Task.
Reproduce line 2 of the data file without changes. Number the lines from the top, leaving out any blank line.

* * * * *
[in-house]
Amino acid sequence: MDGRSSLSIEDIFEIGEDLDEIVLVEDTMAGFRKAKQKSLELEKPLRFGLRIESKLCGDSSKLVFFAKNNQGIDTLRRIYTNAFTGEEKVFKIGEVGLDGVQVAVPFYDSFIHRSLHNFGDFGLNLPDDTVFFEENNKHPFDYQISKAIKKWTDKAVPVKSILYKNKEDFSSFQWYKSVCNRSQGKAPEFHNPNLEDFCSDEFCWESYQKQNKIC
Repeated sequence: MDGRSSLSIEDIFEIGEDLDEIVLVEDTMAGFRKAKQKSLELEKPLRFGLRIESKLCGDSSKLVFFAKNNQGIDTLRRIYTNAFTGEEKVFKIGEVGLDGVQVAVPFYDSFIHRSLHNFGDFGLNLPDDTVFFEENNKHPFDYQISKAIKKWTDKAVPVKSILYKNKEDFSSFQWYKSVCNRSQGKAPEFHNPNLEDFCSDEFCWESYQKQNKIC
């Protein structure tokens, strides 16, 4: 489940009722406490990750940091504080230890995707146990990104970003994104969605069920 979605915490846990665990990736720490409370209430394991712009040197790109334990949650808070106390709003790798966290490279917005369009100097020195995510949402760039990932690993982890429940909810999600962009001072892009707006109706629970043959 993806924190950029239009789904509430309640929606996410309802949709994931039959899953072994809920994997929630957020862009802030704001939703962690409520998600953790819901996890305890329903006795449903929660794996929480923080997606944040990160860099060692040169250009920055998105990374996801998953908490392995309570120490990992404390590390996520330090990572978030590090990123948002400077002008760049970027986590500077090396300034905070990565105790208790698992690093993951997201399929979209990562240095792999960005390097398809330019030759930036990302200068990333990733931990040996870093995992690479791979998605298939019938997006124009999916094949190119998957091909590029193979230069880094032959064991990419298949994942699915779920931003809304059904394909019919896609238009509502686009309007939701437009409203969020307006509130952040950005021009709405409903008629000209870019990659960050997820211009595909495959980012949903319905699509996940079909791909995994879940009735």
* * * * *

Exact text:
Amino acid sequence: MDGRSSLSIEDIFEIGEDLDEIVLVEDTMAGFRKAKQKSLELEKPLRFGLRIESKLCGDSSKLVFFAKNNQGIDTLRRIYTNAFTGEEKVFKIGEVGLDGVQVAVPFYDSFIHRSLHNFGDFGLNLPDDTVFFEENNKHPFDYQISKAIKKWTDKAVPVKSILYKNKEDFSSFQWYKSVCNRSQGKAPEFHNPNLEDFCSDEFCWESYQKQNKIC